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MarketForce tightens its belt as tough times hit B2B commerce

Yet even as the YC-backed Kenyan startup slows down its growth plans amid cash crunch, it remains optimistic


Mesongo Sibuti and Tesh Mbaabu MarketForce co-founders
Image Credits: MarketForce / Mesongo Sibuti and Tesh Mbaabu, MarketForce co-founders (L-R)

MarketForce, a Kenyan B2B e-commerce platform to help independent corner shops source goods, once had an ambitious plan to grow the number of users on its platform to a million by the end of 2022, with a network effect bringing millions more in the years to come.

Tesh Mbaabu, MarketForce’s CEO and co-founder, laid these plans out to TechCrunch after the startup closed a fresh $40 million debt-equity in Series A funding in February 2022. The round was led by V8 Capital Partners, a London and Lagos-based African-focused investment vehicle with participation from Ten13 VC, SOSV Select Fund, VU Venture Partners, Vastly Valuable Ventures and Uncovered Fund. Existing investors Reflect Ventures, Greenhouse Capital, Century Oak Capital and Remapped Ventures took part in the round too.

But just months later, MarketForce’s plans were thrown in disarray after certain VCs that had committed funds in the round backed out of the deal. Of the $20 million in equity, $8 million was never wired “due to failed capital calls on their (investors) side,” Mbaabu said. Neither he nor others TechCrunch contacted would comment on which investors backed out.

MarketForce then went out to look for new investors, but fundraising has become increasingly challenging in the last 18 months.

This, in turn, forced the startup to slow down its growth plans, and downsize.

Even so, the company is still not out of the woods yet: It’s still finding it hard to meet operating expenses, including staff salaries and obligations to its suppliers.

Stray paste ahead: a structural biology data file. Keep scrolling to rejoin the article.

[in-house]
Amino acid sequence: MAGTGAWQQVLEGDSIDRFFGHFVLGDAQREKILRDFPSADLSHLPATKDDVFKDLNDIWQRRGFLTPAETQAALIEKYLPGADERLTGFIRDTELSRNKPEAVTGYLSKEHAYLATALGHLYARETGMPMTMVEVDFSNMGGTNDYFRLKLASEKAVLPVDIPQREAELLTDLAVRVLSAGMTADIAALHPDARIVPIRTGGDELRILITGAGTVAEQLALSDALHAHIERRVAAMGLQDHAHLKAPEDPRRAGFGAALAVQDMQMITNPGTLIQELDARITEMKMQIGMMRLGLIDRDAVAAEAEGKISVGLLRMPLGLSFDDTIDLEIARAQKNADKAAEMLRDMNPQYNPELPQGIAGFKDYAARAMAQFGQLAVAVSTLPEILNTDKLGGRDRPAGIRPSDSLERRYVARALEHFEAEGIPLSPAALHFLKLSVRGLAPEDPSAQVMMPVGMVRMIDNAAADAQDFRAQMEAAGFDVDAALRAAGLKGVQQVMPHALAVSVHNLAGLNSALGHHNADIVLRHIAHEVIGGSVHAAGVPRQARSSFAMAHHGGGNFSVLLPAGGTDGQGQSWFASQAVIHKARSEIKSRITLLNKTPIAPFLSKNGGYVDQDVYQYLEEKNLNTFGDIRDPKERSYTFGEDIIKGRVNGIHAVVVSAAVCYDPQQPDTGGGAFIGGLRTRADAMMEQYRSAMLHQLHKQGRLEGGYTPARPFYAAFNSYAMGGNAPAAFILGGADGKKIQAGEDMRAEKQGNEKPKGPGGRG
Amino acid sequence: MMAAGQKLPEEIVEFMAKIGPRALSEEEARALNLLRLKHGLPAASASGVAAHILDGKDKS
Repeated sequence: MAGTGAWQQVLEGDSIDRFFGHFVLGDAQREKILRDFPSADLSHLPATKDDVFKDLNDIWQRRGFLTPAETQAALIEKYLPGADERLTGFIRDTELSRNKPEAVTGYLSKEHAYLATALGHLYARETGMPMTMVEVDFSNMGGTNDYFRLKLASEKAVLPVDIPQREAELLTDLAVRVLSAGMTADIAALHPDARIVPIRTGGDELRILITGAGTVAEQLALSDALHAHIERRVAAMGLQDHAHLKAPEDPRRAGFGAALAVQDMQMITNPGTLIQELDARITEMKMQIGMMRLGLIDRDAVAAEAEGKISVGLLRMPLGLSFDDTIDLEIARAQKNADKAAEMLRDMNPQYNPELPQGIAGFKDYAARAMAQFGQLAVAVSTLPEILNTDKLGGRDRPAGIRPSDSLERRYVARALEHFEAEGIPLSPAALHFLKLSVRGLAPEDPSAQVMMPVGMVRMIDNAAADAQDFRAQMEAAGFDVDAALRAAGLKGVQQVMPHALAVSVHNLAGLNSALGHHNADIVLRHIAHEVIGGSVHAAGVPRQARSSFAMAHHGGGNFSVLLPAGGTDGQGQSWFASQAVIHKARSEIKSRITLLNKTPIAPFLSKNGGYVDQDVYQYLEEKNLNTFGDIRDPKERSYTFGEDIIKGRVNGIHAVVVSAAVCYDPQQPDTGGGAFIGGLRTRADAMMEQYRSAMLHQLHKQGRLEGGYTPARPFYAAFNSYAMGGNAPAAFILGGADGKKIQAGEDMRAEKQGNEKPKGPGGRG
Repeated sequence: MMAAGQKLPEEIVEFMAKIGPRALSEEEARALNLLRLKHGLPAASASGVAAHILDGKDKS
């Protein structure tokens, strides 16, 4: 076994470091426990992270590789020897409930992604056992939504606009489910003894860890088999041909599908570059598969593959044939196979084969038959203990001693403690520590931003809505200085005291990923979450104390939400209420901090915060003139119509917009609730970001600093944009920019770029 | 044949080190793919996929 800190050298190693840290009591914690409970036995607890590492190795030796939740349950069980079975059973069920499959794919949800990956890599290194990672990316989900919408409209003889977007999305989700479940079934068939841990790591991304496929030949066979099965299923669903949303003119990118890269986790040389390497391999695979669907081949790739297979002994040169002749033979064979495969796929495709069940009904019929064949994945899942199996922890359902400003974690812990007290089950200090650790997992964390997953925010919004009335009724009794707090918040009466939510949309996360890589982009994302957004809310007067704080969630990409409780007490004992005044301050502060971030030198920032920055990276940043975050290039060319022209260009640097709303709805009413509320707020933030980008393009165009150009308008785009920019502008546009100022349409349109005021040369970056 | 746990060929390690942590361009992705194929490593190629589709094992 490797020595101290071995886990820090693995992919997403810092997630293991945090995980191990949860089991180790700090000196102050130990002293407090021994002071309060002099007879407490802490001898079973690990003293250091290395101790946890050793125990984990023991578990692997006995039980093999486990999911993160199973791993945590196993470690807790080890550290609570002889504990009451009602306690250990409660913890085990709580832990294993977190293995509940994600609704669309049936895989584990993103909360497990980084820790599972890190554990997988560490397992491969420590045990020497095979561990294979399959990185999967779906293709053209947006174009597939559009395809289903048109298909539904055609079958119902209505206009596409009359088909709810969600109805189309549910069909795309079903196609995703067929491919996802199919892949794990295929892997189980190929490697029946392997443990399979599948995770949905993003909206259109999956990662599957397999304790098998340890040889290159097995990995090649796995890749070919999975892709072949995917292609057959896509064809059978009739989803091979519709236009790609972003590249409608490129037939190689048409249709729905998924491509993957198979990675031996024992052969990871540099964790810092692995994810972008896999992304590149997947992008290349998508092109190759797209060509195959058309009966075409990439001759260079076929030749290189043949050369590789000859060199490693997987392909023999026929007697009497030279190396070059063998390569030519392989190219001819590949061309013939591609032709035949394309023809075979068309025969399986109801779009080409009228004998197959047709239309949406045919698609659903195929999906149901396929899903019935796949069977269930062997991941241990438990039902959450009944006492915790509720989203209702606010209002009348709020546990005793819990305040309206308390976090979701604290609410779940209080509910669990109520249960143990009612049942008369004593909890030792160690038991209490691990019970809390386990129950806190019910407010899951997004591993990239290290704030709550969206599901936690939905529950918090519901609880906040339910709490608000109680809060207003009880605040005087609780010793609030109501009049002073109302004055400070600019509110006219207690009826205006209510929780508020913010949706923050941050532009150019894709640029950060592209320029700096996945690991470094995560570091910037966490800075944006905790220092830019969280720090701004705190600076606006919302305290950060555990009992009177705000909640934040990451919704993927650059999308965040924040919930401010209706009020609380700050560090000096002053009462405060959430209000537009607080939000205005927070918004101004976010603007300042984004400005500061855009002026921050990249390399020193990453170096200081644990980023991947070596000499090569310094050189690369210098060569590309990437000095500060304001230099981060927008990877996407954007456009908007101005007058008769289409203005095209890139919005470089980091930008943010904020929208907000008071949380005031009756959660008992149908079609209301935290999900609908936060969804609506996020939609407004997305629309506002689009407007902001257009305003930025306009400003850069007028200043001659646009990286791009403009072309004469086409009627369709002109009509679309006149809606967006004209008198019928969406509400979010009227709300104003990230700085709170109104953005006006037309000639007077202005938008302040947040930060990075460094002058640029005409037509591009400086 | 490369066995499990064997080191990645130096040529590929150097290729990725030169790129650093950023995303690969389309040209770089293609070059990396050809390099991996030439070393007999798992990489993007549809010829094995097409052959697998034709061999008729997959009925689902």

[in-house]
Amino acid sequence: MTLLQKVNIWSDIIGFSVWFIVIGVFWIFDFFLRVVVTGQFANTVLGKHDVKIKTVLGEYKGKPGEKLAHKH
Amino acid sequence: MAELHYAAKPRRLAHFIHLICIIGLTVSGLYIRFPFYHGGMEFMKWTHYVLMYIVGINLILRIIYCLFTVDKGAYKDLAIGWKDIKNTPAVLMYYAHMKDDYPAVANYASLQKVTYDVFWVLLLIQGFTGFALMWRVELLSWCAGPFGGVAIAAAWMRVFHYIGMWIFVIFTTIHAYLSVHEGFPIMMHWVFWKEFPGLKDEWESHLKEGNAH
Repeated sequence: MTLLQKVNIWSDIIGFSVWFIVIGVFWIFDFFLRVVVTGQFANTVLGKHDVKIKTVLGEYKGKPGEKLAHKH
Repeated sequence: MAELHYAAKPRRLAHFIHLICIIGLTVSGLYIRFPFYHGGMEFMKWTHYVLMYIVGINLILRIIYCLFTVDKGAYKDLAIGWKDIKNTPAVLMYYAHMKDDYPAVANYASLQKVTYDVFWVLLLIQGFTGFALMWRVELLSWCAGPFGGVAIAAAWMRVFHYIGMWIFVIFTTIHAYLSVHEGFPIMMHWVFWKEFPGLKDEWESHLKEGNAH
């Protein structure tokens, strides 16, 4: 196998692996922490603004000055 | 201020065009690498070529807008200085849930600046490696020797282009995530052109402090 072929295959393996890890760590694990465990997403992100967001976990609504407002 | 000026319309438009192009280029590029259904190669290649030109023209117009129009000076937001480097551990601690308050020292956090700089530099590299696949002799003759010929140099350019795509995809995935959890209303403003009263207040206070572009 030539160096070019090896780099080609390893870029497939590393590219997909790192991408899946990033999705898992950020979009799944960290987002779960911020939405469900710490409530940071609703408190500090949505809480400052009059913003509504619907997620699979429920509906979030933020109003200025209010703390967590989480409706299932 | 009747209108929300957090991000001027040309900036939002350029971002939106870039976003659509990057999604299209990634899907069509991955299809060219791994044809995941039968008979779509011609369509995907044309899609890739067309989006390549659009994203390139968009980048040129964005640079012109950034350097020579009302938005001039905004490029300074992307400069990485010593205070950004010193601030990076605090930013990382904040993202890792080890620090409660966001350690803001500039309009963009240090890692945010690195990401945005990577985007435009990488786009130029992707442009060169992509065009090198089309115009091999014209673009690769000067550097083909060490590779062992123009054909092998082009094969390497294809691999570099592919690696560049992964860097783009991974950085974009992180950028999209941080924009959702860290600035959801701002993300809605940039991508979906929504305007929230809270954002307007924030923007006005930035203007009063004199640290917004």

Mbaabu is now hoping for a turnaround, banking on conversations he is holding with investors, and some fiscal prudence, with a strategy to get profitable.

Founded in 2018 by Mbaabu and Mesongo Sibuti, MarketForce’s efforts to raise money come as the VC investment frenzy seems to be dying down in Africa. The overall market is much more modest than those of more developed economies like North America, but all the same, deal count and value both declined in Q1, with March the first month in three years where total investment in startups dipped below $100 million.

This is in contrast to last year, when the funding market was on an upward trajectory. Indeed, the e-commerce sector in Africa was among the top three sectors with the most funding attention in 2022, when the continent raised record capital amid falling global VC backing.

E-commerce startups in Africa collectively raised $638 million in 2022, according to Partech data, working out to growth of over 124% compared to the previous year when B2B e-commerce platforms like Twiga and TradeDepot raised huge rounds.

However, despite raising huge funding, B2B e-commerce startups like MarketForce have been forced to scale back in the wake of new funding realities. It’s not alone: Others that have had to downsize include Twiga, Copia and Alerzo.

MarketForce is tapping the informal retail sector in Africa, which accounts for about 80% of household trade in sub-Saharan Africa. Informal merchants in the region are faced with myriad challenges like stock-outs, earnings instability and lack of financing, all of which hamper the growth of their businesses.

The startup is solving this by enabling informal traders to order goods for next-day delivery directly from its merchant’s super-app dubbed RejaReja. Traders are also able to access goods on credit based on the history of their transactions and credit profiles.

TechCrunch caught up with Mbaabu to learn about, among other things, how his company is operating amidst the cash crunch, and how its partnerships with the Kenyan government is rubber stamping the relevance of its distribution model.

The interview has been edited for clarity and brevity.

TechCrunch: There is so much talk of a market reset, founders finding it hard to raise funds as easily as before, startups facing cash crunches and many having to scale down or adapt to survive. How has it been for MarketForce?

Tesh Mbaabu: It’s been a rollercoaster.

This reset has brought everyone back to thinking about the fundamentals, which I think is good. That’s what we’ve been doing the last couple of months, and making a number of hard decisions. We have had two rounds of layoffs and it’s not been easy.